30 years ago…The morning sun shone through the stained glass of my church office windows. I settled into my chair preparing to type up my sermon when the door buzzer sounded –
Inner voice - “No! Not again!”
Yesterday’s attempt to find some time to write had been interrupted repeatedly and with the weekend looming, I was feeling the real pressure of being unprepared for Sunday. The person at the door turned out to be Edith. I need to tell you about Edith, and I need to tell you what happened that morning.
Edith, a 60 something year old woman, was a regular to the church for worship on Sunday morning. She was perpetually down on her luck and yet dedicated to Sunday attendance and a life of independence. She lived two blocks from the church in a low income housing complex. With only sporadic employment, she had very little to her name. She lived in a meager apartment, wore overly worn clothing and squeaked by from payday to payday.
On a few occasions, Edith had allowed the church to assist her with groceries and rent, but mostly her stoic and determined mindset made her powerfully independent. Each time I spoke with Edith, I was mindful that she likely warred with some internal mental health issues – but all in all – she was a gentle spirit, if consistently odd.
Today, Edith eagerly wanted to tell me something. Her enthusiasm barely allowed her to wait for me to serve her a mug of coffee. Once she took the coffee and sat down, she started talking.
What she told me was…
She had recently gotten a second part-time job had gotten paid the day before. After she had paid her bills and bought groceries for this week, she had some money left over. Then she leaned over and spoke as if telling me a secret.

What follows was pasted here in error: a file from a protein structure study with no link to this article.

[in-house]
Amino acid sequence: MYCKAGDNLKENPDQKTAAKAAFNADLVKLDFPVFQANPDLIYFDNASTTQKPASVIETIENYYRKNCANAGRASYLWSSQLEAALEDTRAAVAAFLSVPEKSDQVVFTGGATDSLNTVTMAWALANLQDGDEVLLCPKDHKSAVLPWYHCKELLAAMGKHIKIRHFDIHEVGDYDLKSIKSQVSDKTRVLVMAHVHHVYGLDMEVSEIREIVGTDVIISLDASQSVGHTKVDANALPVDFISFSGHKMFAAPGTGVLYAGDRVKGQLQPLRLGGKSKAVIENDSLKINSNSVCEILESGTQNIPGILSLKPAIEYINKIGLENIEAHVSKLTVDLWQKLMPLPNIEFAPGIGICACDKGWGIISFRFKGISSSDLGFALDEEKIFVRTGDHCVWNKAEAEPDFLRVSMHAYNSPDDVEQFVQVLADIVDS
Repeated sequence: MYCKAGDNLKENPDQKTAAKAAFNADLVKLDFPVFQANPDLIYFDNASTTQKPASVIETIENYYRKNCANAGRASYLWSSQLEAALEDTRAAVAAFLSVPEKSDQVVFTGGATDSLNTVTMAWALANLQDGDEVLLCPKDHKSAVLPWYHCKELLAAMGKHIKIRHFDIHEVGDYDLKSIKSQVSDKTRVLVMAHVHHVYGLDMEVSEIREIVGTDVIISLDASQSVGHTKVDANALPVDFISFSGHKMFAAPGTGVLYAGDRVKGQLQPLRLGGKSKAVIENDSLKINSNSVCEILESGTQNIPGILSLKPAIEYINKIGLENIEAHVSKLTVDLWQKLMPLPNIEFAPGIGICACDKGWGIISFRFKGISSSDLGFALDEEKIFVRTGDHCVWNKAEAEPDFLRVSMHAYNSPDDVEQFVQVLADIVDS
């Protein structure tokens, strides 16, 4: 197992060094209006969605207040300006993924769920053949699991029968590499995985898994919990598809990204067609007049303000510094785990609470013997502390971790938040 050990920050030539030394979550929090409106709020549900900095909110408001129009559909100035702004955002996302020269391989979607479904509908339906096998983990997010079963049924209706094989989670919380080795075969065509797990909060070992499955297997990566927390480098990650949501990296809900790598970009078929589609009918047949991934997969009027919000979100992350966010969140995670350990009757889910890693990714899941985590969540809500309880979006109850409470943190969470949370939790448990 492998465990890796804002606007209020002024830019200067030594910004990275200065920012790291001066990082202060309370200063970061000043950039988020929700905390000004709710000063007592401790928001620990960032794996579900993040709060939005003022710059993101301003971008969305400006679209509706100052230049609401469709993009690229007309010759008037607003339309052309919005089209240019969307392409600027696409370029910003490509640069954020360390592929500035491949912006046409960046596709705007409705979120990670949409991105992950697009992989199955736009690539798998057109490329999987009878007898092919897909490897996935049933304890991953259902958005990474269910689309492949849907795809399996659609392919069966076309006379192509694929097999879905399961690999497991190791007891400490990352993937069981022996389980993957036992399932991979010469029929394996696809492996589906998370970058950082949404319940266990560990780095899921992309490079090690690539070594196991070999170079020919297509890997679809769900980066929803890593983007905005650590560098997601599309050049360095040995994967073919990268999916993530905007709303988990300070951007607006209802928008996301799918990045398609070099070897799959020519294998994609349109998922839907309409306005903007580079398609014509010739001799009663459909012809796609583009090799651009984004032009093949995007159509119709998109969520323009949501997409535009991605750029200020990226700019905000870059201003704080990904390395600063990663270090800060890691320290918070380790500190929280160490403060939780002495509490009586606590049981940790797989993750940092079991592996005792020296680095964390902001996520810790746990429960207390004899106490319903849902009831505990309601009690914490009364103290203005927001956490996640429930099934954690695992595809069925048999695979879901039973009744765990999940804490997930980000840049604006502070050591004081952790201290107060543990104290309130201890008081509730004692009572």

“There was this bedside stand down at the drug store that I’ve had my eye on for some time. Something I could place by my bed, for glasses, and my bible and stuff. You know. Well I went right down there and bought that stand, yes I did. And I took it back to my room and put it together. Sat it right by the bed. Then I had a troubling thought. Something didn’t seem right.”
“What was that,” I asked.
“It took me a minute, but I figured it out. You remember that sermon you preached last year about tithing and bringing the first fruits of the harvest to God?”
I didn’t. “Go on,” I said.
“Well I have something for the church,” she exclaimed!
With that, she bounded from my office outside and in a blink was standing in front of me holding her prize. That stand, the bed side table wasn’t an actual piece of furniture at all. It was one of those cardboard storage boxes, the kind that you fold tab A into slot B to make a flimsy two drawer chest. There she stood, beaming and childlike insisting I take the chest.
“I want the church to have this,” she employed. "I’m sure you can use it somewhere. Can’t you?” she asked.
I stood there speechless. Part of me wanted to explain to her that her application of my sermon wasn’t needed in this situation. Still, part of me knew no amount of theology or biblical talk would help her right now. What she needed most, as one of the hardest things I’ve done.
I took the cardboard chest from her, feeling all the while like I was receiving the Eucharist from the very table of Christ, and said, “Thank you. I’m sure we can.”
She burst into tears of joy, hugged and thanked me.
I learned some things that day.
1. Most of the time, the interruptions people bring into our lives ARE the work of our lives.
2. Gratitude is a powerful thing…for the grateful and for those around them.
3. Always consider the person behind the action – not just the action
4. Big lessons often come from messy places
I’ll be headed down to that church in August for a centennial celebration of the church, 30 years after receiving Edith’s donation. I will be surprised if the office bathroom still houses a simple cardboard chest that I left there all these years ago. I know it still rests in my heart and for that day, Edith's interruption will be very present.